“Our project builds on our existing refining infrastructure which makes it significantly more competitive than other proposals and naturally reduces any new environmental impacts.”
The comments come as conservationists and residents around Western Port Bay step up their fight to stop AGL’s $250 million import project going ahead following the public release of the environmental effects statement.
Critics say it would negatively affect marine life, Ramsar-listed wetlands, tourism and the fishing industry, and drive up greenhouse gas emissions.
AGL, however, remains firmly committed to the project, which would import LNG from other parts of Australia and overseas. If approved, construction could begin as early as next year and be completed by 2023, in time to help offset a looming supply shortfall that authorities predict will hit the south-eastern states due to rapidly declining output from offshore reserves in Bass Strait.
“The project would help support Victoria’s energy security and continued liveability, economic development and growth,” AGL’s environmental statement said.
Mr Wyatt agreed Victoria needed additional gas to help increase supply and drive down prices, but said it “makes sense” for the import terminal to be located alongside an established facility such as Viva’s Geelong refinery. He said the site would have the benefit of closer proximity to existing gas pipeline, port and processing infrastructure.
“Geelong is already home to the state’s second-largest port with significant employment and existing infrastructure to support projects like this,” he said.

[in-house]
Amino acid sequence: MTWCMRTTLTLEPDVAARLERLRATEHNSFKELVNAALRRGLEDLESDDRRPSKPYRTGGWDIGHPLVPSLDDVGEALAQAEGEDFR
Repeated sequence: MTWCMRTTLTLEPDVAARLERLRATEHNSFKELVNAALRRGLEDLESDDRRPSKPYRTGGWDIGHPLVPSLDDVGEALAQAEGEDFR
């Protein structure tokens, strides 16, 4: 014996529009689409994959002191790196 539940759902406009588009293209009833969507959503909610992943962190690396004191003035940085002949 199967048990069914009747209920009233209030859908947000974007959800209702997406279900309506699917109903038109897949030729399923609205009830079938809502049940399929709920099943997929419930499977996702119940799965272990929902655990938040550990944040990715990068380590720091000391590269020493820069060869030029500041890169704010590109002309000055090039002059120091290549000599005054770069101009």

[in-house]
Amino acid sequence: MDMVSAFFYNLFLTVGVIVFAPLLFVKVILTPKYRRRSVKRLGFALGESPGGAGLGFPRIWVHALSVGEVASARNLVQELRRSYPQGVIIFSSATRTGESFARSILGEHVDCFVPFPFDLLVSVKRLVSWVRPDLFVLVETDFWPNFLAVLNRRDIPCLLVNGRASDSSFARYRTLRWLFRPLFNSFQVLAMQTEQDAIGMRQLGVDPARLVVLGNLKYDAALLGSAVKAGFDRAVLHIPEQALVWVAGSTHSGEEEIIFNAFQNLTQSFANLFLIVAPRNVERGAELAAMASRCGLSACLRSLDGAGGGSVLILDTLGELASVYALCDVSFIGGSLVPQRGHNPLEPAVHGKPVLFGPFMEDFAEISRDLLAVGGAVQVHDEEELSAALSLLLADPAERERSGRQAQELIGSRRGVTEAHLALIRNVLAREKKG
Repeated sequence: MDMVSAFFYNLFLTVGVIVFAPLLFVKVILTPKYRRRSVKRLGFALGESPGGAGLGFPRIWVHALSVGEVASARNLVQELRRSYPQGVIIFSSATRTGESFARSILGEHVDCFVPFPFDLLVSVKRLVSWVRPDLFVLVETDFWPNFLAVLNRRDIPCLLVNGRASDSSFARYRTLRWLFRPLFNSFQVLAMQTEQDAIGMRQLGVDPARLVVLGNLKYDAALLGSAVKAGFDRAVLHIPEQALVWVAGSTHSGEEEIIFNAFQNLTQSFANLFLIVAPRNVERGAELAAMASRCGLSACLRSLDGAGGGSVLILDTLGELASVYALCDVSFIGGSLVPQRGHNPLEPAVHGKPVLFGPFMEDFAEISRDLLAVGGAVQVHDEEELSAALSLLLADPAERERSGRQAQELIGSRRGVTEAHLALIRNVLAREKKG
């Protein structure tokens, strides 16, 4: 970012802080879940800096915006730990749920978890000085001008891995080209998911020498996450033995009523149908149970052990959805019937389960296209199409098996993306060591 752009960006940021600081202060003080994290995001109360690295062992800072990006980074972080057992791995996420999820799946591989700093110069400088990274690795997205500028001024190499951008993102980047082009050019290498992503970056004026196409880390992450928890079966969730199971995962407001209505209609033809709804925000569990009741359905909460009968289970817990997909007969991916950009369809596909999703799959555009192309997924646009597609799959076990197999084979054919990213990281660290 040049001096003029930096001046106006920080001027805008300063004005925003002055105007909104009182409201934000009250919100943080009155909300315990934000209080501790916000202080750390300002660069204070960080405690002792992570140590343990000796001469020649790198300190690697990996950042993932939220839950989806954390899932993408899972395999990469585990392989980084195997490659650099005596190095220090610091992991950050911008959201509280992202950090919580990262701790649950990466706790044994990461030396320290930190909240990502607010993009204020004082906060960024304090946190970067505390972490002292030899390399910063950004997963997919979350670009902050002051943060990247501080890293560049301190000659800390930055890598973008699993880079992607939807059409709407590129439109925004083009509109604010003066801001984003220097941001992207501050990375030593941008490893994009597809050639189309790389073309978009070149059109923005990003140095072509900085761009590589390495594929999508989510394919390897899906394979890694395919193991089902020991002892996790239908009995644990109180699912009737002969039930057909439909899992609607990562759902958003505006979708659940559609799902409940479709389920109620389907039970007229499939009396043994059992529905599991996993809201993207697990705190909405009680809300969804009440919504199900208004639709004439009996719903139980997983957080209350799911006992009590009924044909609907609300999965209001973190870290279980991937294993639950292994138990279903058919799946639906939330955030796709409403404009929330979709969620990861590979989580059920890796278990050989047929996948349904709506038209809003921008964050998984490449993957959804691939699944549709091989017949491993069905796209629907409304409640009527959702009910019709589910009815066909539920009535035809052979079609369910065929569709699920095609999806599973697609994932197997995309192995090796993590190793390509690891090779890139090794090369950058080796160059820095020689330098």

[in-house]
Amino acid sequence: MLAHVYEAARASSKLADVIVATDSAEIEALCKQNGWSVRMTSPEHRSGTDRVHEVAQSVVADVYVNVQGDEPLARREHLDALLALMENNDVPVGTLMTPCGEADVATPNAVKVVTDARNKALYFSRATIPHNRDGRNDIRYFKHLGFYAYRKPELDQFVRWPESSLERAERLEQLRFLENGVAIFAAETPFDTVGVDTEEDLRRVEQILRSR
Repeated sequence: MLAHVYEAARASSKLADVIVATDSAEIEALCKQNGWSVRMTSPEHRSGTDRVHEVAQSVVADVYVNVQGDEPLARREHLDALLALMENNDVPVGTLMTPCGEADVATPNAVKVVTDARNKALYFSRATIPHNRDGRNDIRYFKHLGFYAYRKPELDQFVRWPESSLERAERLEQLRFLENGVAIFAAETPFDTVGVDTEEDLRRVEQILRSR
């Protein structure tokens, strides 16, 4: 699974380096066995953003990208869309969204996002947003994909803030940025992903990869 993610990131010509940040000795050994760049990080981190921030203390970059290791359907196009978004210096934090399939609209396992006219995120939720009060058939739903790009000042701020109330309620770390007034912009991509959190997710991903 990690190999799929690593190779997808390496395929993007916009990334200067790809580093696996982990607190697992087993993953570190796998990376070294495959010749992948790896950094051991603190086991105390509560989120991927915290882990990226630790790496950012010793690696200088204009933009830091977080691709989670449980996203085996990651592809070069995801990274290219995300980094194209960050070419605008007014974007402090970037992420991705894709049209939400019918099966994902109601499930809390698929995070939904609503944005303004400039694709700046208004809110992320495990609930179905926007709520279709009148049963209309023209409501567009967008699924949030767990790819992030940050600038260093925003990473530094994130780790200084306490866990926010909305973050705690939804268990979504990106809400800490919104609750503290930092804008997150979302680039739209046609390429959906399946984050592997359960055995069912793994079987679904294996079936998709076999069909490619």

“Viva Energy has been operating in Geelong for nearly 70 years and has invested nearly $500 million over the last five years in modernising and improving its refining operations. The LNG re-gasification project is the next step to establishing a leading energy hub.”
LNG import proposals have been gaining prominence in Victoria and NSW as government and industry leaders search for ways to bring down gas prices that have risen to historic highs in recent years and strained manufacturers that rely on gas as a feedstock. While Australia is one of the world’s biggest exporters of natural gas, most is produced in the nation’s north, far away from demand centres in the south-eastern states, and is sold on long-term contracts to overseas buyers. The Australian Energy Market Operator has warned that Victoria, NSW and South Australia face a gas shortage as early as 2023 as output from offshore reserves in the Bass Strait rapidly declines.
As the coronavirus crisis causes sharp drops in global fuel demand, the Geelong refinery is heading towards a loss of as much as $42.5 million in the first half of the year, down from an $18 million profit. Viva Energy last month unveiled an ambitious proposal to investors to turn the refinery site into an “energy hub” – including LNG imports and a solar farm – while retaining existing refining operations.
Victorian Energy Minister Lily D’Ambrosio said Viva’s proposed energy hub could play a vital role in securing the state’s gas supply while bringing more renewable energy into the grid and creating new jobs in Geelong.
“Gas provides an important part of Victoria’s energy mix for industry, commercial and residential customers and we welcome companies wanting to make major investments in Victoria,” she said.
Business reporter for The Age and Sydney Morning Herald.